Free lecture tells of Selma’s role as manufacturing center for Confederacy

Bill Lockridge

COLUMBIA, S.C. – Selma, Alabama, is remembered today as a critical battleground of the Civil Rights movement of the 1960s, the city’s name alone evocative enough to serve as the title of a film about that struggle.

But a century earlier, it was a heavy manufacturing center that produced the sinews of war for the Confederacy, making control of the city a pivotal issue in the Civil War.

Bill Lockridge, a researcher and writer who has studied the role of Selma in that war extensively, will speak on the subject on Friday, Aug. 31, at the South Carolina Confederate Relic Room and Military Museum. The noon lecture, part of the museum’s Lunch and Learn series, is free and open to the public.

“Selma played a role in the war that has gone largely unrecognized,” says Lockridge. “It was probably the most significant center of manufacturing, shipbuilding, transportation and logistics in the trans-Chattahoochee,” a term he uses to describe the Western theater between the Georgia-Alabama border and the Mississippi River. The area, he says, “is where the war was lost” by the South.

As it became less viable for the Confederacy to produce arms in the East, Selma became more and more important to the war effort. Selma became a source of all kinds of weapons, ammunition and other strategically critical materiel. Compared to Richmond, Va., Selma was relatively secure, with ready access to iron and other raw materials, and was well protected by geography.

Under the direction of naval hero Catesby ap Roger Jones, the naval works at Selma produced a wide variety of artillery pieces, including the famous Brooke gun. “The Selma guns were the finest anywhere in the world, period,” says Lockridge.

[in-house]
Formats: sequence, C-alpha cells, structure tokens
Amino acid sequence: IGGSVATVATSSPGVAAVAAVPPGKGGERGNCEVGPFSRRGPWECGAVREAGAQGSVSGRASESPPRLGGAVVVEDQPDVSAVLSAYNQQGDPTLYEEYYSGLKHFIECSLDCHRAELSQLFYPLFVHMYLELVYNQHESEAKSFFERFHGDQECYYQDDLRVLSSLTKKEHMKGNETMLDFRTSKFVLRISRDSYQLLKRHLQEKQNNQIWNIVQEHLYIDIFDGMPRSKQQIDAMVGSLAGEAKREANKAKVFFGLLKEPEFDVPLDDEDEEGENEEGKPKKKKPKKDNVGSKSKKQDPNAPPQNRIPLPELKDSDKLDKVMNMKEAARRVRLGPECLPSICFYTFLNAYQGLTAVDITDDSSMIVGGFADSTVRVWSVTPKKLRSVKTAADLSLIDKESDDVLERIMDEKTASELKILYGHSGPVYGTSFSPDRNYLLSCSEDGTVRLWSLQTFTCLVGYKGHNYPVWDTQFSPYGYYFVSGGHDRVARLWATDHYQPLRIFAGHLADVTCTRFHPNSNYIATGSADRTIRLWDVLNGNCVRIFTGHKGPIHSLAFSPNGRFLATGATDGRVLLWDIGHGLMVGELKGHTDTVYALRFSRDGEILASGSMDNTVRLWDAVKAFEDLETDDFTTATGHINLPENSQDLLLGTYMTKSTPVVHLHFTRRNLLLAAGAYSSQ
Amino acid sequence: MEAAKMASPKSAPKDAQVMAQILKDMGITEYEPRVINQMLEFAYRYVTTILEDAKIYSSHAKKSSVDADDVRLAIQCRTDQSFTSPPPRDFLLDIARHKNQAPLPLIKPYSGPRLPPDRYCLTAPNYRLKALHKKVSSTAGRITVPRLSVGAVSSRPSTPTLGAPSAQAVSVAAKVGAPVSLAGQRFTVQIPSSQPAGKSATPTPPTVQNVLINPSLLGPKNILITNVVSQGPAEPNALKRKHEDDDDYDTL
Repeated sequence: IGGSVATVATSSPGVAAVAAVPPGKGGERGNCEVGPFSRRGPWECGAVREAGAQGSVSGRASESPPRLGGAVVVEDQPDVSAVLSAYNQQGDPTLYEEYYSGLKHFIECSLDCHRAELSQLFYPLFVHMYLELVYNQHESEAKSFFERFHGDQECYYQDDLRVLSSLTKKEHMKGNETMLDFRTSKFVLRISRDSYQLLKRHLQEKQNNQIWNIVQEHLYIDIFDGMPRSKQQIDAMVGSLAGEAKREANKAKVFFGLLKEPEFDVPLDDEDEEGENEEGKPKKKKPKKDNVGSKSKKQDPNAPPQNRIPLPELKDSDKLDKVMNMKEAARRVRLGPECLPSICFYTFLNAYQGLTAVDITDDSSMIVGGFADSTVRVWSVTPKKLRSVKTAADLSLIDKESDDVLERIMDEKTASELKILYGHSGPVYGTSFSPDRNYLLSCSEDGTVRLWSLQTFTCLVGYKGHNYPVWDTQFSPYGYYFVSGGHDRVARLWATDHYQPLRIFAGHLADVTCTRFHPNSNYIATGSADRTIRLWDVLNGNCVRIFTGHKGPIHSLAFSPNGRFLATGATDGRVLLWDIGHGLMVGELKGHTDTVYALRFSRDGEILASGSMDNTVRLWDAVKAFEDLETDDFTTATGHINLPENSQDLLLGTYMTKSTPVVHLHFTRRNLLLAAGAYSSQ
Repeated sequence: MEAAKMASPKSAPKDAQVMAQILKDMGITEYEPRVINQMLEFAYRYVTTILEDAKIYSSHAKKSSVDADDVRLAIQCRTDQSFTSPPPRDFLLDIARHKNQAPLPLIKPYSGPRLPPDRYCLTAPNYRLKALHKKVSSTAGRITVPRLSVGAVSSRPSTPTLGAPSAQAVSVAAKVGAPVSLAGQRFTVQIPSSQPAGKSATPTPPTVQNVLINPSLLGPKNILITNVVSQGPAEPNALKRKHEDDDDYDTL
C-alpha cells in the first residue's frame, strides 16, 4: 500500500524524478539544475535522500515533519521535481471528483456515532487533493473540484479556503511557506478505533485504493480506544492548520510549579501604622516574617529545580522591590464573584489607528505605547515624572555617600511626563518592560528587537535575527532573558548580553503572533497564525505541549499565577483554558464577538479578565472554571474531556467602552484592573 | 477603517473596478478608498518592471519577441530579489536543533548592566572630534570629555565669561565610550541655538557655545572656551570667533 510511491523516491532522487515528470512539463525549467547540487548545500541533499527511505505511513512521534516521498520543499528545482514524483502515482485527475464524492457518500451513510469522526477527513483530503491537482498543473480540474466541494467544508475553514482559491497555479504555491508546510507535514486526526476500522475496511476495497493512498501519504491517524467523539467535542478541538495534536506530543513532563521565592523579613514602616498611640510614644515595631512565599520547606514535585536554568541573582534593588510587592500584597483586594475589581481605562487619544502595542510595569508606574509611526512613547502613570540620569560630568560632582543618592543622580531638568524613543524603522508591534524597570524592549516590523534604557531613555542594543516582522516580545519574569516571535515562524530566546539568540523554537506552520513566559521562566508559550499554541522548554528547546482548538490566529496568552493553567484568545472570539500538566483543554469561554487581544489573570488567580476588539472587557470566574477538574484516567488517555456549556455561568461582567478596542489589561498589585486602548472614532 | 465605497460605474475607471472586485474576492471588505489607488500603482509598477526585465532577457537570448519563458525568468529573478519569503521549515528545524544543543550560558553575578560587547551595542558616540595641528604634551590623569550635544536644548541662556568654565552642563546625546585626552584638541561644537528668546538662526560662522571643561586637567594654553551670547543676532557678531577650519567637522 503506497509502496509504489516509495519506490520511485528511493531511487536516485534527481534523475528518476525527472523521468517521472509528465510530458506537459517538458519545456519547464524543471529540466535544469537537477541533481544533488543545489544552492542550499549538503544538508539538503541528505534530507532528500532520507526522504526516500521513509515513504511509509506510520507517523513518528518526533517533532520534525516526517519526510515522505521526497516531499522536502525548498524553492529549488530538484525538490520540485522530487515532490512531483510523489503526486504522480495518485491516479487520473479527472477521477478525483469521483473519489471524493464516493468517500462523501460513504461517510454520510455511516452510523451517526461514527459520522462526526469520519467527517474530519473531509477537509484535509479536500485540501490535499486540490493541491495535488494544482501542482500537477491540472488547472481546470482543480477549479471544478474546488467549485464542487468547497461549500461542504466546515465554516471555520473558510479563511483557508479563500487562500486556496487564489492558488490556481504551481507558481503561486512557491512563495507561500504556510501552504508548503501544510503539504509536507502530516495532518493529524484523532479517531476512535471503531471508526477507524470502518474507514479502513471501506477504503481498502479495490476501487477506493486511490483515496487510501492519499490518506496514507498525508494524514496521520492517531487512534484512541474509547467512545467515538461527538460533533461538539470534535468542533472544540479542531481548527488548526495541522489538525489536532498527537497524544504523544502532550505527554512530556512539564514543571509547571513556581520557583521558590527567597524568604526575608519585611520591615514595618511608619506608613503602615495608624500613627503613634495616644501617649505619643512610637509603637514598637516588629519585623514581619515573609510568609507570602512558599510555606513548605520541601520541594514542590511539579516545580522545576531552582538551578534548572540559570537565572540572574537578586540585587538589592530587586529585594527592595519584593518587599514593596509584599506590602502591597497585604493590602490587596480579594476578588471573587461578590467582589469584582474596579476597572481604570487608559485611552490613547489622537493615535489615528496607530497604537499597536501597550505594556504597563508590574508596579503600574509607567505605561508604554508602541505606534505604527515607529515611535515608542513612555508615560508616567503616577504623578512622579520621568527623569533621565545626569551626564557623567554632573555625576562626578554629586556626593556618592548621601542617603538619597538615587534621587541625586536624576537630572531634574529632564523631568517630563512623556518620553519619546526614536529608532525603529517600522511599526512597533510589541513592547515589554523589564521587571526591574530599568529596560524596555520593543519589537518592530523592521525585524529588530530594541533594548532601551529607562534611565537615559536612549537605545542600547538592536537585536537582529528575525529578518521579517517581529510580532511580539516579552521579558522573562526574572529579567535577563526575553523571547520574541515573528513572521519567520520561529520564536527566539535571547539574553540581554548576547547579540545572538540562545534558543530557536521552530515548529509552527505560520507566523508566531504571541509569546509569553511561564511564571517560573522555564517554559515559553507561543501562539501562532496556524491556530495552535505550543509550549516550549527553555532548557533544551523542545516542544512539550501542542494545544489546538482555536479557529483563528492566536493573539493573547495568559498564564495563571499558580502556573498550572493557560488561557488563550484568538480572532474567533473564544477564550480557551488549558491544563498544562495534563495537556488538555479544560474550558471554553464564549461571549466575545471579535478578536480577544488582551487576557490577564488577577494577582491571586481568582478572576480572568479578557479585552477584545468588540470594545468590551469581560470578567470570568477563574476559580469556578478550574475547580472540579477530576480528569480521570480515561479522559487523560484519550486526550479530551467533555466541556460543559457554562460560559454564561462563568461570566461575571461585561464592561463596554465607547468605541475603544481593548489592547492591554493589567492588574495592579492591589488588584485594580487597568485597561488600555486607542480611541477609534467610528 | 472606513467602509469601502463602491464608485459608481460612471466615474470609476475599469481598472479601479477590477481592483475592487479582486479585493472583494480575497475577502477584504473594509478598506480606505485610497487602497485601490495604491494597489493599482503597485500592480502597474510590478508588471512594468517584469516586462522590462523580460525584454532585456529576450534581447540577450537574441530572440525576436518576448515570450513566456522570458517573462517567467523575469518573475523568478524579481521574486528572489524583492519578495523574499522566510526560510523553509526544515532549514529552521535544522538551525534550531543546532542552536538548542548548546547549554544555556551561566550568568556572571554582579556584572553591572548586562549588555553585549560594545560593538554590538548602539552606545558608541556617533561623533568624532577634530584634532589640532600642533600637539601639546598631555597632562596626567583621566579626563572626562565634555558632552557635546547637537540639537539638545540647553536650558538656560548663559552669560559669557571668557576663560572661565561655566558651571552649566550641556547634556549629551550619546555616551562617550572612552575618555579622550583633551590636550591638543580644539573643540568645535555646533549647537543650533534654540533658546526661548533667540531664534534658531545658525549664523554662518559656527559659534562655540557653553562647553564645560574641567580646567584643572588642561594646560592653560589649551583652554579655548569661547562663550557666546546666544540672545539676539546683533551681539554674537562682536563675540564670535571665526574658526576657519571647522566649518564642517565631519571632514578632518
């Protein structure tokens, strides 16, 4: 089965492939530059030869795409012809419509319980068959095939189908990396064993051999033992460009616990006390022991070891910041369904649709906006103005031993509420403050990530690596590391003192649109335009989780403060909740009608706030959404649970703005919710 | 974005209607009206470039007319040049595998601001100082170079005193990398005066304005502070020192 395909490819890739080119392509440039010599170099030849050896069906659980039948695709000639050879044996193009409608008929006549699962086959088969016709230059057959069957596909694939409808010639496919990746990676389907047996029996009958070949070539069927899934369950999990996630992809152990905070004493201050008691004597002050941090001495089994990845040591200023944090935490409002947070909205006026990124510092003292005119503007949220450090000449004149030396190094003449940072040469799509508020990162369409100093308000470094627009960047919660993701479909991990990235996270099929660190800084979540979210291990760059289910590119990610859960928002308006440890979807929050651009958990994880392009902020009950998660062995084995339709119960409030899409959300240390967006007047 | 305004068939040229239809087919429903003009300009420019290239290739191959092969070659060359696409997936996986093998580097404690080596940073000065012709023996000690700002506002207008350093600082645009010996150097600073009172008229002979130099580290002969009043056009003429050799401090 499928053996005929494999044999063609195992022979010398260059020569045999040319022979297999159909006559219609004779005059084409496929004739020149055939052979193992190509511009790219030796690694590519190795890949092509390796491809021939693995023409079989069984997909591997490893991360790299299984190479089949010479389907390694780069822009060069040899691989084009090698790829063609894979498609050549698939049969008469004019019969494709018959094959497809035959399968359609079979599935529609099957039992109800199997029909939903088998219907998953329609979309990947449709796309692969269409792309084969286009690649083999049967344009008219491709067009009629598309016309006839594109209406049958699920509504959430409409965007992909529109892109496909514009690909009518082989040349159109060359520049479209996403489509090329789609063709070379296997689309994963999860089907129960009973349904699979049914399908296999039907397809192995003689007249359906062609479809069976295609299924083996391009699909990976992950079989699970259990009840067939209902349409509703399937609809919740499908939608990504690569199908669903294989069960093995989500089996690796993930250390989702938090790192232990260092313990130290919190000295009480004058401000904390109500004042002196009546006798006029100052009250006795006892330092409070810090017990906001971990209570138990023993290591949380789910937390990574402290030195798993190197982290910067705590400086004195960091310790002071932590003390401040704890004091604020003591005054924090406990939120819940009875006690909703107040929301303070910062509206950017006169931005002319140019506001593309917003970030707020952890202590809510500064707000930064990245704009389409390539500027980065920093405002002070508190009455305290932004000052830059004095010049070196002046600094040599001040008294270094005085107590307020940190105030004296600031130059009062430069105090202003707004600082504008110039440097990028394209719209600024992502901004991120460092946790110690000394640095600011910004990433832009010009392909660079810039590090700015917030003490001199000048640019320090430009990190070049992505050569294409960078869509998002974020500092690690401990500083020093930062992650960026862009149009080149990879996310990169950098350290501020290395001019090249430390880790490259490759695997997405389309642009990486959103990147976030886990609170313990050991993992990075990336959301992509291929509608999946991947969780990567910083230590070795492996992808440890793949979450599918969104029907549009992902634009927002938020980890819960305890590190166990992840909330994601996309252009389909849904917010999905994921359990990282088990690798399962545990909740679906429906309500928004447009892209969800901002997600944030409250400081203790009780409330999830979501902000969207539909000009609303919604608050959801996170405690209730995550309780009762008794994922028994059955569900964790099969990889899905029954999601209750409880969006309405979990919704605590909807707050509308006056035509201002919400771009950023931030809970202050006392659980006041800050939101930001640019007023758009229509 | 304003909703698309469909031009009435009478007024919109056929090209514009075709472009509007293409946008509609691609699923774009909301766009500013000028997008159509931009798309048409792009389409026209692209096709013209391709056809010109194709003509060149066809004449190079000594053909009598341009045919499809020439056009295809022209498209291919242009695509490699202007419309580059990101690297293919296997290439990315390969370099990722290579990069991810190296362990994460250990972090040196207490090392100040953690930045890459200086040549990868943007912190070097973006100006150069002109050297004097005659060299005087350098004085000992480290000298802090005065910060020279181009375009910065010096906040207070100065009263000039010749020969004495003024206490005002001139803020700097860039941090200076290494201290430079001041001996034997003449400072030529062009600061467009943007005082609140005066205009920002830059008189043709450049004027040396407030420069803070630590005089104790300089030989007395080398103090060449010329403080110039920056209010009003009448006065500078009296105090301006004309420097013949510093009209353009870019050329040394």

Selma also built four ironclad ships, including CSS Tennessee, which would play a central role in the Battle of Mobile Bay.

Another product of the Selma works was a “truly submersible submarine” powered by a steam engine as well as a hand crank, a leap forward from the human-powered Hunley.

Lockridge has been studying Selma’s war role since 2004. Initially it was a hobby, but over time it evolved into a full-time research effort, resulting in the publication of a book. Lockridge has become a key resource on the subject for historians.

About the South Carolina Confederate Relic Room and Military Museum

Founded in 1896, the South Carolina Confederate Relic Room and Military Museum is an accredited museum focusing on South Carolina’s distinguished martial tradition through the Revolutionary War, Mexican War, Civil War, Spanish-American War, World War I, World War II, the War on Terror, and other American conflicts. It serves as the state’s military history museum by collecting, preserving, and exhibiting South Carolina’s military heritage from the colonial era to the present, and by providing superior educational experiences and programming. It is located at 301 Gervais St. in Columbia, sharing the Columbia Mills building with the State Museum. For more information, go to https://crr.sc.gov/.